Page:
The Covid-19 pandemic has had an enormous impact on global supply chains, with 45% of firms surveyed reporting significant disruption, according to The Economist.
Another survey of 200 executives by Ernst & Young found that 93% of respondents intended to make their supply chains far more flexible, agile, and resilient in order to better tackle supply chain issues in the future.
Before Covid-19, supply chains experienced challenges, but these were fairly resilient in most industries. However, today's definition of supply chain resiliency has changed drastically with a large emphasis on global diversification, visibility, and surplus capacity.
With current global economic challenges and more uncertainty ahead, organisations need to establish new ways to improve the supply chain to reduce the impact of issues in the future. Fortunately, the right technology can help organisations build a stronger, more robust supply chain. Here are three ways:
1. Improve Supply Chain Visibility with Actionable Data
Significant growth in global trade during the last few decades has resulted in the rise of complex supply chains, and 68% of product disruptions result from poor demand signalling. Yet, few organisations take the time to comprehensively analyse the web of manufacturers, buyers, suppliers and distributors within their supply chain.
An essential aspect of supply chain success is access to accurate data and transparency across the whole supply chain. Real-time data allows organisations to track inventory and make quick decisions to prevent supply chain gaps and delays.
In early 2020, demand within the healthcare supply chain spiked due to the need for essential personal protective equipment (PPE) coupled with export bans and manufacturing staff shortages. Overnight, many suppliers responsible for providing the raw materials used to create life-saving PPE were unable to provide their goods.
By using technology to analyse real-time data, automation can be put in place to provide early warnings and forecast possible changes to supply and demand. For instance, when local healthcare providers can predict Covid-19 hospitalisations, alerts are triggered to plan coordinated responses to secure resources efficiently. This creates a positive ripple effect relieving strain on cross-industry supply chains and ensuring responsive care within communities to help keep businesses and schools open.
Real-time supply chain data enables organisations to have maximum control and visibility to identify areas of vulnerability and any anomalies that occur. Using this data, organisations can effectively secure products more sustainably and prevent potential risks leading to supply chain efficiencies and lower operating costs.
2. Identify and Collaborate with Diverse Supply Chain Partners
Supplier diversity is now, more than ever, a priority for large organisations keen to improve efficiency, reduce costs and increase customer and user outcomes. To achieve this, organisations must be able to identify suppliers across the globe and work together to improve existing products and services, offer new products and services and find new ways to innovate.
Recent surveys have shown that many consumers want to support small businesses within their local community, and diverse SME suppliers fill an important gap in the supply chain. Their size, agility and flexibility allow them to work fast to meet buyer deadlines and provide value-added services and products. In healthcare, supplier diversity is a fundamental component that improves inclusiveness, builds trust between patients and providers, and improves health outcomes.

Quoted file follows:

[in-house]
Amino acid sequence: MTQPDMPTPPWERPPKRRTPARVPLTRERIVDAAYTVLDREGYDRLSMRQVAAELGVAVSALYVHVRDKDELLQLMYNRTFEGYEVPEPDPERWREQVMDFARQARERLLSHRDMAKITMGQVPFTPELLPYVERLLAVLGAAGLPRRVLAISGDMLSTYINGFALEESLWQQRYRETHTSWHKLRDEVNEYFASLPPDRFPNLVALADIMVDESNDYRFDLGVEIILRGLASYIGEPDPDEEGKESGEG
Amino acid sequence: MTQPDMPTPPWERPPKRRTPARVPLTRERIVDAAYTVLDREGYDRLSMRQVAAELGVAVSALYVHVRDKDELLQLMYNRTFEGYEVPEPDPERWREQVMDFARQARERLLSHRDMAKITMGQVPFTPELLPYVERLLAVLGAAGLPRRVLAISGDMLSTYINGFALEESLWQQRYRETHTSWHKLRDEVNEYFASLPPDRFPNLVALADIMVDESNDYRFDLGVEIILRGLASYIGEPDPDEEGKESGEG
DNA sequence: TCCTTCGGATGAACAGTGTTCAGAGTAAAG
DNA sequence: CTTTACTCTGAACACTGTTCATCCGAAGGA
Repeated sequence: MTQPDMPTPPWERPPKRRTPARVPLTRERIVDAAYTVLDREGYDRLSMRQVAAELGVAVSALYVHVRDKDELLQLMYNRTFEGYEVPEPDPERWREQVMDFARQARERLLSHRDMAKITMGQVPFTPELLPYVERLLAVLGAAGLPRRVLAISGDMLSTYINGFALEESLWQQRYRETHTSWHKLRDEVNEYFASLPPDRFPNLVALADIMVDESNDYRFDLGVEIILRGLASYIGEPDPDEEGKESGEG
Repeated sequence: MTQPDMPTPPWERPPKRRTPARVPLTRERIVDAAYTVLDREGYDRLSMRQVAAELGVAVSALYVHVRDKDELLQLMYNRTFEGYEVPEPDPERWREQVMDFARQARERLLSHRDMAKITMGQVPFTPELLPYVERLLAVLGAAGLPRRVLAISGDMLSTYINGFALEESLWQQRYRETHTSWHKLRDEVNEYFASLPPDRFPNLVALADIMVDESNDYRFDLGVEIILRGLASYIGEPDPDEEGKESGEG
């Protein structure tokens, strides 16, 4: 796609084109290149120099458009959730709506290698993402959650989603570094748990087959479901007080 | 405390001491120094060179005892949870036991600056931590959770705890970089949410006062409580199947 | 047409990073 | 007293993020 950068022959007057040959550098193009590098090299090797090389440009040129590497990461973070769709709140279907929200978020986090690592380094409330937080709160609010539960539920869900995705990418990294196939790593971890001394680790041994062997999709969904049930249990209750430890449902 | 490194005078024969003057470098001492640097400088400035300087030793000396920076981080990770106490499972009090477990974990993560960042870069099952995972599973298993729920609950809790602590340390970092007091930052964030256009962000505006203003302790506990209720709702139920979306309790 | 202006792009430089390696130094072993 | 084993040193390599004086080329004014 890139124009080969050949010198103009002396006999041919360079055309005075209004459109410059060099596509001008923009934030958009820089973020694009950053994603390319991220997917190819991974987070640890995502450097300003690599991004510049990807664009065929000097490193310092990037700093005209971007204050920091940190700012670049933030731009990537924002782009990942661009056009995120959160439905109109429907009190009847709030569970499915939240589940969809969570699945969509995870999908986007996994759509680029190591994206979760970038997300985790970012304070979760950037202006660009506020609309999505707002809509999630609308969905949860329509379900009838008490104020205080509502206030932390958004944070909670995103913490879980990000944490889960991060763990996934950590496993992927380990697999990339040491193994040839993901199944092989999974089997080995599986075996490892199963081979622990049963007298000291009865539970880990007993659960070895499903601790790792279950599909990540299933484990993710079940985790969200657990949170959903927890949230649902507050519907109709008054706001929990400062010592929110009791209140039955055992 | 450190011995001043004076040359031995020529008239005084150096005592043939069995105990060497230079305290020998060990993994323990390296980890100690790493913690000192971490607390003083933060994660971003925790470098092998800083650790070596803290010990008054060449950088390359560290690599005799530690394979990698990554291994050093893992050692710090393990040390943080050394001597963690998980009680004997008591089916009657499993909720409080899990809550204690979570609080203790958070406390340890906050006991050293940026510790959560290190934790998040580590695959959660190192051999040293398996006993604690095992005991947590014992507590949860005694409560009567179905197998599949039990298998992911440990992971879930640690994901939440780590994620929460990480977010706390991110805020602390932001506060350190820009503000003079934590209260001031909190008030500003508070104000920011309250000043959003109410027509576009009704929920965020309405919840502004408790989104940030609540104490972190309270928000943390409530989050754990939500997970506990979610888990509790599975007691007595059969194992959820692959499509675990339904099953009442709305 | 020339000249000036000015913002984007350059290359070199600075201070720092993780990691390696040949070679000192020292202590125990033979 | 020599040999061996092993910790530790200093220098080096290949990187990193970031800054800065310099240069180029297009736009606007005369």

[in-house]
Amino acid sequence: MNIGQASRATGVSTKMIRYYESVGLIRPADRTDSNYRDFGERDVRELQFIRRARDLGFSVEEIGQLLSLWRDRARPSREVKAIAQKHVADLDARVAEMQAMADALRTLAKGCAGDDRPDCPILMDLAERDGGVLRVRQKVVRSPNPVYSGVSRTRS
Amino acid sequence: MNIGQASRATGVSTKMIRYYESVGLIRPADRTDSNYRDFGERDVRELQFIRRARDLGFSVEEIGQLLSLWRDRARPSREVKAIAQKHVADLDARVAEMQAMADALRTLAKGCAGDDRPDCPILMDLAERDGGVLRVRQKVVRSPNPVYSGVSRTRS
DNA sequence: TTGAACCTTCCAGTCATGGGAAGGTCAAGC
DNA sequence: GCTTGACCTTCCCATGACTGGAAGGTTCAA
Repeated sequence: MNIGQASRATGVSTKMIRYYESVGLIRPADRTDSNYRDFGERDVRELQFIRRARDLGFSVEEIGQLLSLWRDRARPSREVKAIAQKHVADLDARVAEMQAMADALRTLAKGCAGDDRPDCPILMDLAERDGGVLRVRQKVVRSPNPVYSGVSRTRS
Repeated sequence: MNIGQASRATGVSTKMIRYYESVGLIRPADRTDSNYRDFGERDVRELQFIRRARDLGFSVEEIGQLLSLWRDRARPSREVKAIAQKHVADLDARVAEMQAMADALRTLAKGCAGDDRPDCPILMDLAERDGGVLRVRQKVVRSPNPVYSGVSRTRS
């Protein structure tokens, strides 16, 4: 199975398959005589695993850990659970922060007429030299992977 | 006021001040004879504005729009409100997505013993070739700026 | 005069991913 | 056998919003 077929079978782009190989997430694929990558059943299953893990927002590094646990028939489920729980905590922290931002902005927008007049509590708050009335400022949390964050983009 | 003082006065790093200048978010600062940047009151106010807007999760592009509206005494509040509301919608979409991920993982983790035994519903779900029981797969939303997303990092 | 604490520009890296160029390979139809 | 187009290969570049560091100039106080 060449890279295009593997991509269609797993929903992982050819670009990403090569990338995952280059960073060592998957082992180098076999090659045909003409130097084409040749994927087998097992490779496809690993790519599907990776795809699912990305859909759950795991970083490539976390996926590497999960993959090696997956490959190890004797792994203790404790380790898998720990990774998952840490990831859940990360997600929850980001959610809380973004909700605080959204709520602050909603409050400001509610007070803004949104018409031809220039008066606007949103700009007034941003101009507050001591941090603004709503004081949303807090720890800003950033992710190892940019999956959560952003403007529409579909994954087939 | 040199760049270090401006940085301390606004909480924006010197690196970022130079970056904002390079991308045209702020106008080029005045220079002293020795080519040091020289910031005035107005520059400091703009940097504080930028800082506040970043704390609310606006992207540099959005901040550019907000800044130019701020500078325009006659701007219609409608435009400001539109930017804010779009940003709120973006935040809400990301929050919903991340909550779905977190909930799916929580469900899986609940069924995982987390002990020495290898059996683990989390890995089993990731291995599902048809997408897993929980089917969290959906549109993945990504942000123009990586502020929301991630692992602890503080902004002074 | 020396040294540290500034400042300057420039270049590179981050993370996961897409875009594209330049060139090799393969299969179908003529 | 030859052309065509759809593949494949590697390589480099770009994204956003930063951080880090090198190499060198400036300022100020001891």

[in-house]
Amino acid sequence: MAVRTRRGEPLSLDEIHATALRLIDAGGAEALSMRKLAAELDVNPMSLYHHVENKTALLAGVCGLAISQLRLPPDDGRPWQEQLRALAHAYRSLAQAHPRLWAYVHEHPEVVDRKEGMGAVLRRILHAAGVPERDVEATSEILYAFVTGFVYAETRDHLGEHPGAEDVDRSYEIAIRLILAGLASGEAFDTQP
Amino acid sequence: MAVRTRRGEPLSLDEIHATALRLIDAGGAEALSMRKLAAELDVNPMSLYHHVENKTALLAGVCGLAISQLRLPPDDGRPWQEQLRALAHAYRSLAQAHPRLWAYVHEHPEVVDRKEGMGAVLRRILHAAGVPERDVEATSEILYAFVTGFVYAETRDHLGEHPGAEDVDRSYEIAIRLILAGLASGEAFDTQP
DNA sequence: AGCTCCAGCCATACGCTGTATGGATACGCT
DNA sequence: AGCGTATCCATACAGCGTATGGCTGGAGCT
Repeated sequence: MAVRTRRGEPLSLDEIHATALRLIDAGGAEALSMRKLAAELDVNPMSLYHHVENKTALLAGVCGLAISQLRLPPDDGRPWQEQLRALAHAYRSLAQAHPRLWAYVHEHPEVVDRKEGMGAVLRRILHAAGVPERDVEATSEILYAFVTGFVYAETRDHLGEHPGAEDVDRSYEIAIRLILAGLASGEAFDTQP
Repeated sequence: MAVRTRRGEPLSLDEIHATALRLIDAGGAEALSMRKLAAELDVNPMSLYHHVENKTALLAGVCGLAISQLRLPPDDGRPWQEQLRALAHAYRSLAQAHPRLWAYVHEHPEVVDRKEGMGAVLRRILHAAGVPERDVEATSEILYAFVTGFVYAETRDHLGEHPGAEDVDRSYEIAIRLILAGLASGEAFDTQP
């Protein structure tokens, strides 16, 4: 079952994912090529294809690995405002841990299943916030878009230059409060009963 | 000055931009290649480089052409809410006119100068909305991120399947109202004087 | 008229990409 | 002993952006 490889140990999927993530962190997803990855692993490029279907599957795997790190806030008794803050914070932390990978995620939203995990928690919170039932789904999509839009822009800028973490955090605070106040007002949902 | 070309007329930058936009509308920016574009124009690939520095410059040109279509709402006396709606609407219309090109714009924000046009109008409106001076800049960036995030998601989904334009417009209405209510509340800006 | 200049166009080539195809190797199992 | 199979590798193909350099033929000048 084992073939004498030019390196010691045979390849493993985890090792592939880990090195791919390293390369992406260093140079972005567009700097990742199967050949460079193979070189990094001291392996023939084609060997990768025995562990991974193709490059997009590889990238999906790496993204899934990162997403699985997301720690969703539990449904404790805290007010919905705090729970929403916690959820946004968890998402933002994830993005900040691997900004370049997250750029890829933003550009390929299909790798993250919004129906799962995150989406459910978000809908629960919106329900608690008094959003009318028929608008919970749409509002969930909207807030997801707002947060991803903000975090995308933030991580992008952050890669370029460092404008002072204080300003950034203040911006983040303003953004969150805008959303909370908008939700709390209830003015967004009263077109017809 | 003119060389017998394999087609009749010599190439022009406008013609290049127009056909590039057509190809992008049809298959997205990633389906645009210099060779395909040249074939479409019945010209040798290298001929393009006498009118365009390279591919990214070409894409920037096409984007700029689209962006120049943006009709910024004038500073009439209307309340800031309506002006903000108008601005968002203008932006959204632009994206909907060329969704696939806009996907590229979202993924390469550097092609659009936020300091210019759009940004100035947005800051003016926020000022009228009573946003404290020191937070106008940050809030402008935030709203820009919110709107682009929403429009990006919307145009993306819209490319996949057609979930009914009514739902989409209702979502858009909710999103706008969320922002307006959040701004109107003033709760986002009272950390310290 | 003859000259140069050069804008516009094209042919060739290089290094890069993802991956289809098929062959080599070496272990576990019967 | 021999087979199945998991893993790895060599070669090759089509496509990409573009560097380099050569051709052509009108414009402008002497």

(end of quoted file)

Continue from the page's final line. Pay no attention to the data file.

But while large organisations may be keen to work with diverse SMEs, identifying and qualifying potential suppliers can be difficult and time-consuming for procurement teams. However, the solution is simple. By using advanced technology such as SimplyDo, organisations can connect with suppliers in the wider economy - empowering faster contracting with diverse partners, resulting in improved purchasing transparency, and, ultimately, better outcomes.
3. Effectively Manage a Global Supplier Network
Alongside a large multifaceted organisation are often hundreds or even thousands of partners providing supplies and supporting operations. Understandably, many organisations do not have the resources to manage a wide variety of suppliers across multiple locations. From contracts, performance tracking, invoicing and payment schedules - there is a lot to manage. Given this, many large organisations do not proactively look for new partners to work with, but this prevents them from innovating and working with diverse suppliers that play a key role in improving the supply chain.
Once again, technology can help. Using an integrated and automated solution, procurement teams can keep up to date with suppliers, control spending and efficiently manage operations.
Today’s competitive marketplace means there’s less room for inefficiency, and it is imperative for organisations to improve and innovate constantly.
By leveraging the power of technology and adopting digital transformation, organisations can simplify supply chain management, streamline business processes, reduce commercial risk, and source critical products and services to save money, time, and in some cases, lives.
At SimplyDo, we provide the infrastructure for large organisations to identify and collaborate with external partners to create new revenue streams, diversify the supply chain and stay ahead of the competition.